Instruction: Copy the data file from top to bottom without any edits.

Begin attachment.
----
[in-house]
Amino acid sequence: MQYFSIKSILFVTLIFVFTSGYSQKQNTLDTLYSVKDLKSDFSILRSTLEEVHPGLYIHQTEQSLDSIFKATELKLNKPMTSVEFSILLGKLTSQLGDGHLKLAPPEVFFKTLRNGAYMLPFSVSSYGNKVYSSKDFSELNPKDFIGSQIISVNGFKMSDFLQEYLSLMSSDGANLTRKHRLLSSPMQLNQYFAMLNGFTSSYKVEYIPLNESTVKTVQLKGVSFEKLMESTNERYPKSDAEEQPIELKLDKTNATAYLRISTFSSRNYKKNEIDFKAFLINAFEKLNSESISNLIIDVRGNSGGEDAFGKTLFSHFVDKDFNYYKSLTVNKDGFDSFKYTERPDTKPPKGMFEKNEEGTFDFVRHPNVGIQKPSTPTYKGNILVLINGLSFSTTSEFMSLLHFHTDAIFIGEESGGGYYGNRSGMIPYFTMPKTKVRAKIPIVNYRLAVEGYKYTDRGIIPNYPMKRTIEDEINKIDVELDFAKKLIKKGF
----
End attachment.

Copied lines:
[in-house]
Amino acid sequence: MQYFSIKSILFVTLIFVFTSGYSQKQNTLDTLYSVKDLKSDFSILRSTLEEVHPGLYIHQTEQSLDSIFKATELKLNKPMTSVEFSILLGKLTSQLGDGHLKLAPPEVFFKTLRNGAYMLPFSVSSYGNKVYSSKDFSELNPKDFIGSQIISVNGFKMSDFLQEYLSLMSSDGANLTRKHRLLSSPMQLNQYFAMLNGFTSSYKVEYIPLNESTVKTVQLKGVSFEKLMESTNERYPKSDAEEQPIELKLDKTNATAYLRISTFSSRNYKKNEIDFKAFLINAFEKLNSESISNLIIDVRGNSGGEDAFGKTLFSHFVDKDFNYYKSLTVNKDGFDSFKYTERPDTKPPKGMFEKNEEGTFDFVRHPNVGIQKPSTPTYKGNILVLINGLSFSTTSEFMSLLHFHTDAIFIGEESGGGYYGNRSGMIPYFTMPKTKVRAKIPIVNYRLAVEGYKYTDRGIIPNYPMKRTIEDEINKIDVELDFAKKLIKKGF